The next day, we'd go to church and I'd work hard at preaching, etc., for our Sunday congregation.
Finally, I became convinced that I needed to be in a seventh-day church in order to be free to proclaim what I had come to believe.
Bacchiocchi suggests that these factors led Christians at Rome to distance themselves from anything Jewish, and to forsake the Sabbath for Sunday.
He believes they justified the change by saying it commemorated the first day of creation and Jesus' resurrection; and, that Sunday was already respected, due to the popularity of sun-worship cults - therefore, the move would have been quite “politically correct.” Since the church at Rome enjoyed a certain prestige (perhaps because Paul and Peter had been martyred in Rome), Bacchiocchi suggested that almost all churches everywhere followed the lead of the bishops of Rome, who said Sabbath-keeping was not proper for Christians.
I saw some “lone Sabbath-keepers” struggle along, worshiping by themselves or with only their family, because they felt there was no acceptable seventh-day church near them - even though there were good Sunday congregations nearby.
One such lady from a rural area in Kansas visited our church and told me it was the first time in years that she had taken Communion!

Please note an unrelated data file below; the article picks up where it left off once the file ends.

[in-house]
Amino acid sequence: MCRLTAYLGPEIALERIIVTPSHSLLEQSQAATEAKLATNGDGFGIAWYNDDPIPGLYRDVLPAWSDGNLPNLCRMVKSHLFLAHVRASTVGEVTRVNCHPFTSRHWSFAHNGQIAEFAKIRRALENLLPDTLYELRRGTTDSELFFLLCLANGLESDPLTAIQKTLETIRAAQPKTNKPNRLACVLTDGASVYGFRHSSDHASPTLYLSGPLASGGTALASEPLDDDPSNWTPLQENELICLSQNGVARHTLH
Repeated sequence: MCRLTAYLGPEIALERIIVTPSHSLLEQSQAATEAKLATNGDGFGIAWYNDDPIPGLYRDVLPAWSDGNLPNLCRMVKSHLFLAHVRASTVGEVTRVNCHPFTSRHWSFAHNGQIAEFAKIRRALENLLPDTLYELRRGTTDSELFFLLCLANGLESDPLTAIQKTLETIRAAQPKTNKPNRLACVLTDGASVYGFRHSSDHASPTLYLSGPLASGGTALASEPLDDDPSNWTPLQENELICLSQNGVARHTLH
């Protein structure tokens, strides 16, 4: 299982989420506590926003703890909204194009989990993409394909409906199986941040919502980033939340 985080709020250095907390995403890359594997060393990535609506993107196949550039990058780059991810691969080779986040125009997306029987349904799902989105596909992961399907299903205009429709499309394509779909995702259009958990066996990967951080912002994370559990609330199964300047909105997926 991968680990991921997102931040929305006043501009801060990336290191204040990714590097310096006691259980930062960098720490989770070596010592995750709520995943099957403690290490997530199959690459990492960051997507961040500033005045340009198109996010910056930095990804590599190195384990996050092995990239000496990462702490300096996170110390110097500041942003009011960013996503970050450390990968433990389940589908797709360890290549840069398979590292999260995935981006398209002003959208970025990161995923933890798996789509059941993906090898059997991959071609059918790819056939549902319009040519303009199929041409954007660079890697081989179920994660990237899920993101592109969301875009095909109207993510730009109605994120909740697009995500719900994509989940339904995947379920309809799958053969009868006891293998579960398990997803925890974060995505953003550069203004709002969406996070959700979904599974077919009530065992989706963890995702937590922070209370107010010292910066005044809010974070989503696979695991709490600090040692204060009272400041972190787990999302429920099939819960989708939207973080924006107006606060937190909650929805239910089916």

In place of these, we enjoyed relaxing Christian music, reading, prayer, picnics (northern Maine weather permitting), playing with the kids, and fellowship with Christian friends.
Feeling cut off from the larger body of Christ is not universal among seventh-day Christians; but neither is it uncommon.Such was “church” - and normally well worth the effort - but, it did not feel like a Sabbath-rest. Seeing Sabbath-keeping's Negative Side Effects I soon learned that seventh-day Christians (like all others) have their share of problems - and maybe a few more.We sometimes found it difficult to relate to first-day Christians without awkwardness.Learning More About Church History A year or so after becoming a Seventh Day Baptist pastor, I ran into a challenge to Bacchiocchi's theory about how the vast majority of Christians could have been persuaded to abandon the Sabbath for Sunday.His theory was based on two discoveries: the Roman Empire had passed laws against Sabbath-keeping, which were aimed at persecuting the Jews; and, at the same time, certain early Christians in Rome were affected by anti-Jewish sentiments.” That question led me to books by seventh-day scholars: The Forgotten Day by Desmond Ford (1) and From Sabbath to Sunday by Samuele Bacchiocchi.(2) Eventually, I was convinced by their arguments.